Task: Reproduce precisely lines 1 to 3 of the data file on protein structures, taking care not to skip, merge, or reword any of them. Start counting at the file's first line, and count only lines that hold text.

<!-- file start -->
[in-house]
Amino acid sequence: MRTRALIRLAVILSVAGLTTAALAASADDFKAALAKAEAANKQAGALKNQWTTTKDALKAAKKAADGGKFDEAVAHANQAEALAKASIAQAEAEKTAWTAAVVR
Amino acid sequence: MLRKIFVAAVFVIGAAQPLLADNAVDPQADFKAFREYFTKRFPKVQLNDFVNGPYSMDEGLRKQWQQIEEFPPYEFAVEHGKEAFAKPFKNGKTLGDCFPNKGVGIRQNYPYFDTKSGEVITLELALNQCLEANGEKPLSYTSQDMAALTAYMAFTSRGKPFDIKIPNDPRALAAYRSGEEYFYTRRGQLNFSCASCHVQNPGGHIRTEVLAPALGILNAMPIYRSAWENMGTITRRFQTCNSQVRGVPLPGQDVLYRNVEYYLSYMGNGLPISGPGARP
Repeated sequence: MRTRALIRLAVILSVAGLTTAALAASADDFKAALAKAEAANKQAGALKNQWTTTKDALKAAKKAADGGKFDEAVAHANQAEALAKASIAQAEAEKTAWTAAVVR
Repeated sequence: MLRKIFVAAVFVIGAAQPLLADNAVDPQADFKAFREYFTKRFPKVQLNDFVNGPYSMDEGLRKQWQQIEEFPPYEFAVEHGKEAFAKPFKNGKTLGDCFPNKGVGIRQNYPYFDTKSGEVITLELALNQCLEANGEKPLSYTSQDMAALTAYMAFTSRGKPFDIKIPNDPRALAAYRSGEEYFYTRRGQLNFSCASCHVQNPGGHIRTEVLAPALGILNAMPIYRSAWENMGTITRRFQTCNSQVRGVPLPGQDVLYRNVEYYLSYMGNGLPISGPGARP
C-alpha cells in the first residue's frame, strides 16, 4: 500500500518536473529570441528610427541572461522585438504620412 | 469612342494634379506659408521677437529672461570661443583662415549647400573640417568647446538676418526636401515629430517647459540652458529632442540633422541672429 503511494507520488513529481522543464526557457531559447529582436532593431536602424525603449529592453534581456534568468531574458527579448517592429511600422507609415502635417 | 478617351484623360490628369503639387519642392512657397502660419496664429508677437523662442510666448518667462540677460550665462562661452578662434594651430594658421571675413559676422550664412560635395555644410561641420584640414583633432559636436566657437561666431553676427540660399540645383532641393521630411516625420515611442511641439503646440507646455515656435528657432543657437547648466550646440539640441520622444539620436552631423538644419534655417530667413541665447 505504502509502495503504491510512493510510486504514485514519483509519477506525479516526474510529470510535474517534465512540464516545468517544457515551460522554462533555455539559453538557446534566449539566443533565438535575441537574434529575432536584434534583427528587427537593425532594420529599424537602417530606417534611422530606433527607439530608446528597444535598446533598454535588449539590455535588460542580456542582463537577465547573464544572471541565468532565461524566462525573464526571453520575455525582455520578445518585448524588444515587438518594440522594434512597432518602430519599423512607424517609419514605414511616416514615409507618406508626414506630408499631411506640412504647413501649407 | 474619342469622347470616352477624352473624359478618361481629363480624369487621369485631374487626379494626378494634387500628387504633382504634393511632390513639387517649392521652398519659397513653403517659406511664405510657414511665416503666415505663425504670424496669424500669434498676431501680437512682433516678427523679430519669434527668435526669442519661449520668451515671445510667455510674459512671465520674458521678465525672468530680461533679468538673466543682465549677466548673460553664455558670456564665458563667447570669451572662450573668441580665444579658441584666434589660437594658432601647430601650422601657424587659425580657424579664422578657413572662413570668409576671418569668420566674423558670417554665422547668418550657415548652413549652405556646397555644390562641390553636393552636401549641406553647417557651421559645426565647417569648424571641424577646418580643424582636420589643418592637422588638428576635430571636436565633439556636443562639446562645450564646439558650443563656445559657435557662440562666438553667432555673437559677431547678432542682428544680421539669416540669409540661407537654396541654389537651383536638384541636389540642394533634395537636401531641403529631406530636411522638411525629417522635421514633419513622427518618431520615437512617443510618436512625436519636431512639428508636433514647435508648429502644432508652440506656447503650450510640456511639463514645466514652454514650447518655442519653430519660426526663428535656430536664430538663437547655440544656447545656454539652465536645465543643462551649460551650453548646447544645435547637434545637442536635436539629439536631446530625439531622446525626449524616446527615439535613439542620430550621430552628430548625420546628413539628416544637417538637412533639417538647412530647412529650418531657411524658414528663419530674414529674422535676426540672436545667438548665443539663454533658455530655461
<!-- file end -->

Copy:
[in-house]
Amino acid sequence: MRTRALIRLAVILSVAGLTTAALAASADDFKAALAKAEAANKQAGALKNQWTTTKDALKAAKKAADGGKFDEAVAHANQAEALAKASIAQAEAEKTAWTAAVVR
Amino acid sequence: MLRKIFVAAVFVIGAAQPLLADNAVDPQADFKAFREYFTKRFPKVQLNDFVNGPYSMDEGLRKQWQQIEEFPPYEFAVEHGKEAFAKPFKNGKTLGDCFPNKGVGIRQNYPYFDTKSGEVITLELALNQCLEANGEKPLSYTSQDMAALTAYMAFTSRGKPFDIKIPNDPRALAAYRSGEEYFYTRRGQLNFSCASCHVQNPGGHIRTEVLAPALGILNAMPIYRSAWENMGTITRRFQTCNSQVRGVPLPGQDVLYRNVEYYLSYMGNGLPISGPGARP